Click the below link for the U.S. Department of Treasury sanction list and other OFAC information:

https://www.treasury.gov/resource-center/sanctions/SDN-List/Pages/default.aspx

If you have any questions about compliance with the new or old Magnitsky Act, OFAC, SDN or blocked persons or any general trade compliance matters, call 832.896.6288 or e-mail attorney.dave@yahoo.com

2018 Houston BIS Export Compliance Event – Register Now.

hall-congress-architecture-building-159213.jpegSave the date if you are in Houston and want to learn more about BIS export compliance.

The first two-day program session will be led by BIS staff and provide in depth information regarding Export Administration Regulations (EAR). Covered topics include EAR, how to determine export control classification numbers (ECCN); when to reexport without applying for a license, Export Management Compliance Program (EMCP) and more!

Additionally, session 2 on day three covers technology controls, specifically how to comply with U.S. export and reexport controls related to technology and software. Topics include export or reexport of technology, kinds of tech and software subject to EAR, license exceptions and more!

The 3-day seminar will be held at the Norris Conference Center in City Centre Houston near Beltway 8 and I-10 West.

For more details, click the link below:

http://events.r20.constantcontact.com/register/event?llr=qg6pm6iab&oeidk=a07eeqlbbsq77507f3b

Why do some overseas suppliers request my social security number, EIN, importer or IRS number?

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If you import goods into the US, you may have received an e-mail from a supplier asking for you to provide your SSN, EIN, importer or IRS number.

Before I answer the question, let’s go back to the beginning of the import process. Any goods entering the US from overseas will be considered an importation. All importations must be “cleared” by U.S. Customs and Border Protection (CBP).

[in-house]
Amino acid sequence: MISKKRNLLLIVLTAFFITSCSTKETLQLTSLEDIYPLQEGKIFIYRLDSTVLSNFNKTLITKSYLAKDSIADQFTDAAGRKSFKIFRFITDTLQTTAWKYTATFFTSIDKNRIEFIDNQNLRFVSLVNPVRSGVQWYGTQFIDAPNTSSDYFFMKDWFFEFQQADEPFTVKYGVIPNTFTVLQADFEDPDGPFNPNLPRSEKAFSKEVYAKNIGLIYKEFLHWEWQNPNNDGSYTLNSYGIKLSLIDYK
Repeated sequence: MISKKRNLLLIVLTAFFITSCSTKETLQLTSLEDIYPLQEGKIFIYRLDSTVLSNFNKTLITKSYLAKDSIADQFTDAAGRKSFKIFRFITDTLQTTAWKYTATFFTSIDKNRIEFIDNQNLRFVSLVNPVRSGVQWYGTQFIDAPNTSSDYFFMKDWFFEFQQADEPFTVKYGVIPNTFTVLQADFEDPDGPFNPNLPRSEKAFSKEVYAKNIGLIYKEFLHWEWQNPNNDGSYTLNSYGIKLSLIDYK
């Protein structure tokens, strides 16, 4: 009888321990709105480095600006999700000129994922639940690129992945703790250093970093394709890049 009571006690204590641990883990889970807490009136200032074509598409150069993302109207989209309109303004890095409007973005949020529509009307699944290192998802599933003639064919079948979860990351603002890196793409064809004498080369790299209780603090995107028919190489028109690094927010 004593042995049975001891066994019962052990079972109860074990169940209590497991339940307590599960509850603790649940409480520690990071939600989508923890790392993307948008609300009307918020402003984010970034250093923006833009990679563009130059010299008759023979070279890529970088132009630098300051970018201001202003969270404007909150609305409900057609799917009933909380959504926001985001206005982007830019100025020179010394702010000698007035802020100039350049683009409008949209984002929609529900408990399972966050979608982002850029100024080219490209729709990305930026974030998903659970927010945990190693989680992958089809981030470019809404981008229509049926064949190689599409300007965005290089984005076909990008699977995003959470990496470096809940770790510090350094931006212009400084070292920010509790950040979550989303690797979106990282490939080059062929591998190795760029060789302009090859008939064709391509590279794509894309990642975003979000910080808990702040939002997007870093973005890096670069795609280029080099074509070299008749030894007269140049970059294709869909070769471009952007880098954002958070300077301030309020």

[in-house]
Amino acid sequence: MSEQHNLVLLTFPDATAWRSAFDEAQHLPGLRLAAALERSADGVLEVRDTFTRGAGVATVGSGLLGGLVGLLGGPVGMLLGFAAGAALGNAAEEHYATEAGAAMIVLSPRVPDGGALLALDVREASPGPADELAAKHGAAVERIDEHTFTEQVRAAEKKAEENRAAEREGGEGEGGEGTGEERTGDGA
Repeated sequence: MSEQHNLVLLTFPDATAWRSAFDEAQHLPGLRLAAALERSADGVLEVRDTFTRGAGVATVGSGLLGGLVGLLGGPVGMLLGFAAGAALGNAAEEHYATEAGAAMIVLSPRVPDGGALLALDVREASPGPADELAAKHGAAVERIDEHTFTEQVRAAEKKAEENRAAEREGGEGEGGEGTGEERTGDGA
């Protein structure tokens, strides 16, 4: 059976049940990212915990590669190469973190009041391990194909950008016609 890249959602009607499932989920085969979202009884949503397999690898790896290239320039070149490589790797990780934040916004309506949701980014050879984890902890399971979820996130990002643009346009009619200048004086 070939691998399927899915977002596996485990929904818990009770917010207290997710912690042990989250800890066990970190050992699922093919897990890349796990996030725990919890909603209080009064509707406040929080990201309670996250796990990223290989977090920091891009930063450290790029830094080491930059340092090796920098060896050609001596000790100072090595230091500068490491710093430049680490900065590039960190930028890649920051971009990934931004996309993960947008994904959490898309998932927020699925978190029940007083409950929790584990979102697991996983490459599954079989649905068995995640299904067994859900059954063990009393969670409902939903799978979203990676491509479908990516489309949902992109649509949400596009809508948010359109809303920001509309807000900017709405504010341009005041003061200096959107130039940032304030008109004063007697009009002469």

As the importer in the US, CBP considers you (whether individually, or your company) as the ultimate importer. You as the ultimate importer can clear the goods or have a Customs Broker (Broker) clear them for you.

Formal entry of goods requires the Broker to write down your identification number on CBP Form 7501 (Entry Summary). This identification number is either your EIN/tax identification number or a number assigned by the IRS or your social security number.

On the other hand, goods can also be cleared informally (usually less than $2,500 in value) and not in “commercial quantities”.

As most foreign suppliers are now aware that CBP requires an ID number, they will often ask for you (the purchaser’s) SSN to include on the export documents.

If you have any import questions, feel free to give us a call, 832.896.6288 or email us at attorney.dave@yahoo.com. Looking forward to hearing from you.

FinCEN Form 105 FAQ

Currency Seizure

We get a lot of inquiries from travelers who were requested by Customs and Border Protection (CBP) to complete and sign the FinCEN Form 105, so we thought it would be helpful to post a short Frequently Asked Questions page about Form 105. Please note the information can change at anytime so it’s best to always check the official Customs and Border Protection (CBP) website.

What is FinCEN Form 105?
FinCEN Form 105 is a form you must complete to report that you are carrying more than $10,000 in currency while entering or leaving the US.

What is considered currency?
The FINCEN definition of currency: The coin and paper money of the United States or any other country that is (1) designated as legal tender and that (2) circulates and (3) is customarily accepted as a medium of exchange in the country of issuance.

Do I only report coin and paper money?
CBP says all travelers are required to report “negotiable monetary instruments” which includes currency or endorsed checks valued more than $10,000.

What are “negotiable instruments”?